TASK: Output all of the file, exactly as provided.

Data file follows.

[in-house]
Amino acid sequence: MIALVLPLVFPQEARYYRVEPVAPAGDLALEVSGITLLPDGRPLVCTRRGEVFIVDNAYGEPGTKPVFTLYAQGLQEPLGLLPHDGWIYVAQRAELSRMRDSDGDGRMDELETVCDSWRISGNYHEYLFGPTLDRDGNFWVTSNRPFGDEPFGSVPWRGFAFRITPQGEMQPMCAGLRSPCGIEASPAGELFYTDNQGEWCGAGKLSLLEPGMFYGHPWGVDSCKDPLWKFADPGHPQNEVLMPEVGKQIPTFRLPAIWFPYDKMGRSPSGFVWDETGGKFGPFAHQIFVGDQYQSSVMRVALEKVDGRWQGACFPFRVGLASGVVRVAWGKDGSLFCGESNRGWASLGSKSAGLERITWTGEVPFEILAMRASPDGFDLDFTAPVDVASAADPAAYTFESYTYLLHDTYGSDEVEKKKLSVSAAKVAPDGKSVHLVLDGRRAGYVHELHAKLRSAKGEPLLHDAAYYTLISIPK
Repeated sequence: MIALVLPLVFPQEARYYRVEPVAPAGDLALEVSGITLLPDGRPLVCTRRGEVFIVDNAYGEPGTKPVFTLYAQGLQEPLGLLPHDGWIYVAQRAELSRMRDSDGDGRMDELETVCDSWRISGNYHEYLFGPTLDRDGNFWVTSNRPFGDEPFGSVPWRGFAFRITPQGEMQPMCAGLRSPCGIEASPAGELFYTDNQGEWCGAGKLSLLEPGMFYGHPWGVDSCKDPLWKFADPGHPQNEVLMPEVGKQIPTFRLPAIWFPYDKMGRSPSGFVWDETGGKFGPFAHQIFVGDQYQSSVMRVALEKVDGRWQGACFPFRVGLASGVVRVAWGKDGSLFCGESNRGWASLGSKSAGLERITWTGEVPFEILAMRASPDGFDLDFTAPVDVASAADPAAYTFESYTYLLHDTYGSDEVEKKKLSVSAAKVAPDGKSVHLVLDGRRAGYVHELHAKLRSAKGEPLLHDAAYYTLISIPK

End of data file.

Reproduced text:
[in-house]
Amino acid sequence: MIALVLPLVFPQEARYYRVEPVAPAGDLALEVSGITLLPDGRPLVCTRRGEVFIVDNAYGEPGTKPVFTLYAQGLQEPLGLLPHDGWIYVAQRAELSRMRDSDGDGRMDELETVCDSWRISGNYHEYLFGPTLDRDGNFWVTSNRPFGDEPFGSVPWRGFAFRITPQGEMQPMCAGLRSPCGIEASPAGELFYTDNQGEWCGAGKLSLLEPGMFYGHPWGVDSCKDPLWKFADPGHPQNEVLMPEVGKQIPTFRLPAIWFPYDKMGRSPSGFVWDETGGKFGPFAHQIFVGDQYQSSVMRVALEKVDGRWQGACFPFRVGLASGVVRVAWGKDGSLFCGESNRGWASLGSKSAGLERITWTGEVPFEILAMRASPDGFDLDFTAPVDVASAADPAAYTFESYTYLLHDTYGSDEVEKKKLSVSAAKVAPDGKSVHLVLDGRRAGYVHELHAKLRSAKGEPLLHDAAYYTLISIPK
Repeated sequence: MIALVLPLVFPQEARYYRVEPVAPAGDLALEVSGITLLPDGRPLVCTRRGEVFIVDNAYGEPGTKPVFTLYAQGLQEPLGLLPHDGWIYVAQRAELSRMRDSDGDGRMDELETVCDSWRISGNYHEYLFGPTLDRDGNFWVTSNRPFGDEPFGSVPWRGFAFRITPQGEMQPMCAGLRSPCGIEASPAGELFYTDNQGEWCGAGKLSLLEPGMFYGHPWGVDSCKDPLWKFADPGHPQNEVLMPEVGKQIPTFRLPAIWFPYDKMGRSPSGFVWDETGGKFGPFAHQIFVGDQYQSSVMRVALEKVDGRWQGACFPFRVGLASGVVRVAWGKDGSLFCGESNRGWASLGSKSAGLERITWTGEVPFEILAMRASPDGFDLDFTAPVDVASAADPAAYTFESYTYLLHDTYGSDEVEKKKLSVSAAKVAPDGKSVHLVLDGRRAGYVHELHAKLRSAKGEPLLHDAAYYTLISIPK